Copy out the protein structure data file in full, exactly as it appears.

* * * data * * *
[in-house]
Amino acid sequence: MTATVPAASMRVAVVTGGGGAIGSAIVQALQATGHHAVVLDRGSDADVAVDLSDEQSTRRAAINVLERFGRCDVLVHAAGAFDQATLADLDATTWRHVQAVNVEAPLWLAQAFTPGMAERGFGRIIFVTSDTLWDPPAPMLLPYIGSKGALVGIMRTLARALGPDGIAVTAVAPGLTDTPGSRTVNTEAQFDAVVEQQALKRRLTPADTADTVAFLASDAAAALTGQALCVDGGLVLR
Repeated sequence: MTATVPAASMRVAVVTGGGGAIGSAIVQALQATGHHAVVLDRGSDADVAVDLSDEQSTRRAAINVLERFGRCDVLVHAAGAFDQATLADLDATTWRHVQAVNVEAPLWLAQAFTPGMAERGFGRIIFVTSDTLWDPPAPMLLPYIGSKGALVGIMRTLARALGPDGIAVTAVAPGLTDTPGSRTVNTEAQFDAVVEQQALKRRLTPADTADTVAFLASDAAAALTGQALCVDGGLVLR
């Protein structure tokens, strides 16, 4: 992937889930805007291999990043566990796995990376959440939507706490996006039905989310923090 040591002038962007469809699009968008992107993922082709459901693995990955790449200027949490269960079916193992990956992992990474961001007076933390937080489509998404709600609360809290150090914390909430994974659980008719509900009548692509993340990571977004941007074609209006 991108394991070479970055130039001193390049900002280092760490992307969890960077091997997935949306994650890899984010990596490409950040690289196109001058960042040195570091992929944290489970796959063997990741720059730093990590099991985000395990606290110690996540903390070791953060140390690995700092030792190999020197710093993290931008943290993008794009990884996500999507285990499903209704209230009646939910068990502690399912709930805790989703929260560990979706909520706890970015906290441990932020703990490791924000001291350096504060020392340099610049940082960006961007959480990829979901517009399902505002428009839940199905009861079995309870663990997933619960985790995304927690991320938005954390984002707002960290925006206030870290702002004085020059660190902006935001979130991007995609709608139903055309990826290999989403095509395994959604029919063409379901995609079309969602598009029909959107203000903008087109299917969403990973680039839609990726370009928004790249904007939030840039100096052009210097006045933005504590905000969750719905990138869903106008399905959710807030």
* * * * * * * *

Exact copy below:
[in-house]
Amino acid sequence: MTATVPAASMRVAVVTGGGGAIGSAIVQALQATGHHAVVLDRGSDADVAVDLSDEQSTRRAAINVLERFGRCDVLVHAAGAFDQATLADLDATTWRHVQAVNVEAPLWLAQAFTPGMAERGFGRIIFVTSDTLWDPPAPMLLPYIGSKGALVGIMRTLARALGPDGIAVTAVAPGLTDTPGSRTVNTEAQFDAVVEQQALKRRLTPADTADTVAFLASDAAAALTGQALCVDGGLVLR
Repeated sequence: MTATVPAASMRVAVVTGGGGAIGSAIVQALQATGHHAVVLDRGSDADVAVDLSDEQSTRRAAINVLERFGRCDVLVHAAGAFDQATLADLDATTWRHVQAVNVEAPLWLAQAFTPGMAERGFGRIIFVTSDTLWDPPAPMLLPYIGSKGALVGIMRTLARALGPDGIAVTAVAPGLTDTPGSRTVNTEAQFDAVVEQQALKRRLTPADTADTVAFLASDAAAALTGQALCVDGGLVLR
């Protein structure tokens, strides 16, 4: 992937889930805007291999990043566990796995990376959440939507706490996006039905989310923090 040591002038962007469809699009968008992107993922082709459901693995990955790449200027949490269960079916193992990956992992990474961001007076933390937080489509998404709600609360809290150090914390909430994974659980008719509900009548692509993340990571977004941007074609209006 991108394991070479970055130039001193390049900002280092760490992307969890960077091997997935949306994650890899984010990596490409950040690289196109001058960042040195570091992929944290489970796959063997990741720059730093990590099991985000395990606290110690996540903390070791953060140390690995700092030792190999020197710093993290931008943290993008794009990884996500999507285990499903209704209230009646939910068990502690399912709930805790989703929260560990979706909520706890970015906290441990932020703990490791924000001291350096504060020392340099610049940082960006961007959480990829979901517009399902505002428009839940199905009861079995309870663990997933619960985790995304927690991320938005954390984002707002960290925006206030870290702002004085020059660190902006935001979130991007995609709608139903055309990826290999989403095509395994959604029919063409379901995609079309969602598009029909959107203000903008087109299917969403990973680039839609990726370009928004790249904007939030840039100096052009210097006045933005504590905000969750719905990138869903106008399905959710807030």